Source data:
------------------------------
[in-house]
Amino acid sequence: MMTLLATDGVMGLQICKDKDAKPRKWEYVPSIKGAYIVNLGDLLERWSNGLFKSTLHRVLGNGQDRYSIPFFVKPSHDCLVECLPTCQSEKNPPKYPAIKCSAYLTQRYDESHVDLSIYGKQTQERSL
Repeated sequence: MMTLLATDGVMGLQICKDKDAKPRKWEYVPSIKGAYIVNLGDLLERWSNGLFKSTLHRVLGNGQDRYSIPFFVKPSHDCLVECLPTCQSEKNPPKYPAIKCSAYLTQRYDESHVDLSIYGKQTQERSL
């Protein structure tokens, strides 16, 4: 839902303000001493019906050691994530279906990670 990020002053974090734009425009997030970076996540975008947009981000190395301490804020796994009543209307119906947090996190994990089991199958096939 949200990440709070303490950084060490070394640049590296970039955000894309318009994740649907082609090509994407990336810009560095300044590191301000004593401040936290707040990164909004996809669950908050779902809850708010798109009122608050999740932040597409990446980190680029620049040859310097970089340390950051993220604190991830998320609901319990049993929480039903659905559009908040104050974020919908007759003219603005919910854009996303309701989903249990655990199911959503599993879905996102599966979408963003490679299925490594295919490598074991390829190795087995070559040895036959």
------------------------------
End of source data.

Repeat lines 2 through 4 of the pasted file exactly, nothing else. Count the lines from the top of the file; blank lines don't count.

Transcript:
Amino acid sequence: MMTLLATDGVMGLQICKDKDAKPRKWEYVPSIKGAYIVNLGDLLERWSNGLFKSTLHRVLGNGQDRYSIPFFVKPSHDCLVECLPTCQSEKNPPKYPAIKCSAYLTQRYDESHVDLSIYGKQTQERSL
Repeated sequence: MMTLLATDGVMGLQICKDKDAKPRKWEYVPSIKGAYIVNLGDLLERWSNGLFKSTLHRVLGNGQDRYSIPFFVKPSHDCLVECLPTCQSEKNPPKYPAIKCSAYLTQRYDESHVDLSIYGKQTQERSL
């Protein structure tokens, strides 16, 4: 839902303000001493019906050691994530279906990670 990020002053974090734009425009997030970076996540975008947009981000190395301490804020796994009543209307119906947090996190994990089991199958096939 949200990440709070303490950084060490070394640049590296970039955000894309318009994740649907082609090509994407990336810009560095300044590191301000004593401040936290707040990164909004996809669950908050779902809850708010798109009122608050999740932040597409990446980190680029620049040859310097970089340390950051993220604190991830998320609901319990049993929480039903659905559009908040104050974020919908007759003219603005919910854009996303309701989903249990655990199911959503599993879905996102599966979408963003490679299925490594295919490598074991390829190795087995070559040895036959």